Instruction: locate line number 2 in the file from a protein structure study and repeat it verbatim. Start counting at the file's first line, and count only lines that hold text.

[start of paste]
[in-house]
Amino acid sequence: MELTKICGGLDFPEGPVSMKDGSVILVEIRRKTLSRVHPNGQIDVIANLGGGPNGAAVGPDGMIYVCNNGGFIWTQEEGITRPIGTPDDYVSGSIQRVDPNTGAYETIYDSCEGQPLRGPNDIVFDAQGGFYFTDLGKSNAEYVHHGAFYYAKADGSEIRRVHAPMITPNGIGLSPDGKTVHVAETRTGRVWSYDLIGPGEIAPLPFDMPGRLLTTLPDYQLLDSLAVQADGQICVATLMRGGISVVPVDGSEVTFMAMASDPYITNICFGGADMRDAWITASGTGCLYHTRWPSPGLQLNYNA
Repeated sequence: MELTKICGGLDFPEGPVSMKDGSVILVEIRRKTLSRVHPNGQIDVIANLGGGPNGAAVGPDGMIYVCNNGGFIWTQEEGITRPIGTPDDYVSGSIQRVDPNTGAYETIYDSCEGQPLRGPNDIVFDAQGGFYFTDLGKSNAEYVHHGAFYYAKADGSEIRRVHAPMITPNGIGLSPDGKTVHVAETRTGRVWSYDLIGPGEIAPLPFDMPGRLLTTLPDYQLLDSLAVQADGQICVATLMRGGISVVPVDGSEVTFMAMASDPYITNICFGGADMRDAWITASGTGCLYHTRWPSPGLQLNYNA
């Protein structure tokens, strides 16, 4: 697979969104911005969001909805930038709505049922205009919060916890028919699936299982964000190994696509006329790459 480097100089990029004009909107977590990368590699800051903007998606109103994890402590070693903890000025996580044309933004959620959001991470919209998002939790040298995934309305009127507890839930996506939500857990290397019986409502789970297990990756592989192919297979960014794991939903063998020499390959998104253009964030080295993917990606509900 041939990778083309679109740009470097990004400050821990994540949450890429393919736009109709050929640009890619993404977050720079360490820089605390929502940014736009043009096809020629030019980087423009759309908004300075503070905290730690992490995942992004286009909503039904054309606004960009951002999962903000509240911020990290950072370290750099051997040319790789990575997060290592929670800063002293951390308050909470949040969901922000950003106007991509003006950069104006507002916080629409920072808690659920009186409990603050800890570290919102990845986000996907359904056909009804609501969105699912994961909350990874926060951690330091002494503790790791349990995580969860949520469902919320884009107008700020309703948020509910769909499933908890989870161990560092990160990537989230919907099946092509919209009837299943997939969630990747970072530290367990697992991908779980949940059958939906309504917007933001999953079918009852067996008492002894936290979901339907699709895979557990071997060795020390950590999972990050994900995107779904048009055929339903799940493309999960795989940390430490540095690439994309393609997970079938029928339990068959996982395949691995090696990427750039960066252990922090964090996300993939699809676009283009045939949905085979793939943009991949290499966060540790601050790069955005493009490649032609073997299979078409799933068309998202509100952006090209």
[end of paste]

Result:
Amino acid sequence: MELTKICGGLDFPEGPVSMKDGSVILVEIRRKTLSRVHPNGQIDVIANLGGGPNGAAVGPDGMIYVCNNGGFIWTQEEGITRPIGTPDDYVSGSIQRVDPNTGAYETIYDSCEGQPLRGPNDIVFDAQGGFYFTDLGKSNAEYVHHGAFYYAKADGSEIRRVHAPMITPNGIGLSPDGKTVHVAETRTGRVWSYDLIGPGEIAPLPFDMPGRLLTTLPDYQLLDSLAVQADGQICVATLMRGGISVVPVDGSEVTFMAMASDPYITNICFGGADMRDAWITASGTGCLYHTRWPSPGLQLNYNA